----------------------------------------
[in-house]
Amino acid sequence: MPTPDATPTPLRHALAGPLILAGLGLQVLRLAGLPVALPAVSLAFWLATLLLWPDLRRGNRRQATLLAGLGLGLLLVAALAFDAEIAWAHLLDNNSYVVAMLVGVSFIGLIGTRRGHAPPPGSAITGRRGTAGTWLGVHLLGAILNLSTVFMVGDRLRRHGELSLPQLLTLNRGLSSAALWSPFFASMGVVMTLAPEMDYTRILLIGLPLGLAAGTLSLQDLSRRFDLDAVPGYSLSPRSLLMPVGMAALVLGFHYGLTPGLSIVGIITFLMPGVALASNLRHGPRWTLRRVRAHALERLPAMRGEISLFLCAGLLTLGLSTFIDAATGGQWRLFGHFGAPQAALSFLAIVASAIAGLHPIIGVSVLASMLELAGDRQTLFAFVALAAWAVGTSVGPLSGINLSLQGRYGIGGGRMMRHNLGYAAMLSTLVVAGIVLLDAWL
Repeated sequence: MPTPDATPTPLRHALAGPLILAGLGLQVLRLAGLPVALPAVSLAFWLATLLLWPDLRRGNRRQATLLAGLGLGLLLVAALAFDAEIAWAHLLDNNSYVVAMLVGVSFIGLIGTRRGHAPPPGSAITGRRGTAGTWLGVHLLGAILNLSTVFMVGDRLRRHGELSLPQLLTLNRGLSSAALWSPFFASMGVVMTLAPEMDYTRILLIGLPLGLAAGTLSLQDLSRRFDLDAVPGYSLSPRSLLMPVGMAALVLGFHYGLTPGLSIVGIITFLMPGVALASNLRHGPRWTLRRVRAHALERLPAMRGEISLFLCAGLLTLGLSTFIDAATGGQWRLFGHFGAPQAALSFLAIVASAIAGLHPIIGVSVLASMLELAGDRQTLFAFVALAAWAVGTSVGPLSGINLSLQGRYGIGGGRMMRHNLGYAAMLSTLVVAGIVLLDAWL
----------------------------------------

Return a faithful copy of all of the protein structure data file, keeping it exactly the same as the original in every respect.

[in-house]
Amino acid sequence: MPTPDATPTPLRHALAGPLILAGLGLQVLRLAGLPVALPAVSLAFWLATLLLWPDLRRGNRRQATLLAGLGLGLLLVAALAFDAEIAWAHLLDNNSYVVAMLVGVSFIGLIGTRRGHAPPPGSAITGRRGTAGTWLGVHLLGAILNLSTVFMVGDRLRRHGELSLPQLLTLNRGLSSAALWSPFFASMGVVMTLAPEMDYTRILLIGLPLGLAAGTLSLQDLSRRFDLDAVPGYSLSPRSLLMPVGMAALVLGFHYGLTPGLSIVGIITFLMPGVALASNLRHGPRWTLRRVRAHALERLPAMRGEISLFLCAGLLTLGLSTFIDAATGGQWRLFGHFGAPQAALSFLAIVASAIAGLHPIIGVSVLASMLELAGDRQTLFAFVALAAWAVGTSVGPLSGINLSLQGRYGIGGGRMMRHNLGYAAMLSTLVVAGIVLLDAWL
Repeated sequence: MPTPDATPTPLRHALAGPLILAGLGLQVLRLAGLPVALPAVSLAFWLATLLLWPDLRRGNRRQATLLAGLGLGLLLVAALAFDAEIAWAHLLDNNSYVVAMLVGVSFIGLIGTRRGHAPPPGSAITGRRGTAGTWLGVHLLGAILNLSTVFMVGDRLRRHGELSLPQLLTLNRGLSSAALWSPFFASMGVVMTLAPEMDYTRILLIGLPLGLAAGTLSLQDLSRRFDLDAVPGYSLSPRSLLMPVGMAALVLGFHYGLTPGLSIVGIITFLMPGVALASNLRHGPRWTLRRVRAHALERLPAMRGEISLFLCAGLLTLGLSTFIDAATGGQWRLFGHFGAPQAALSFLAIVASAIAGLHPIIGVSVLASMLELAGDRQTLFAFVALAAWAVGTSVGPLSGINLSLQGRYGIGGGRMMRHNLGYAAMLSTLVVAGIVLLDAWL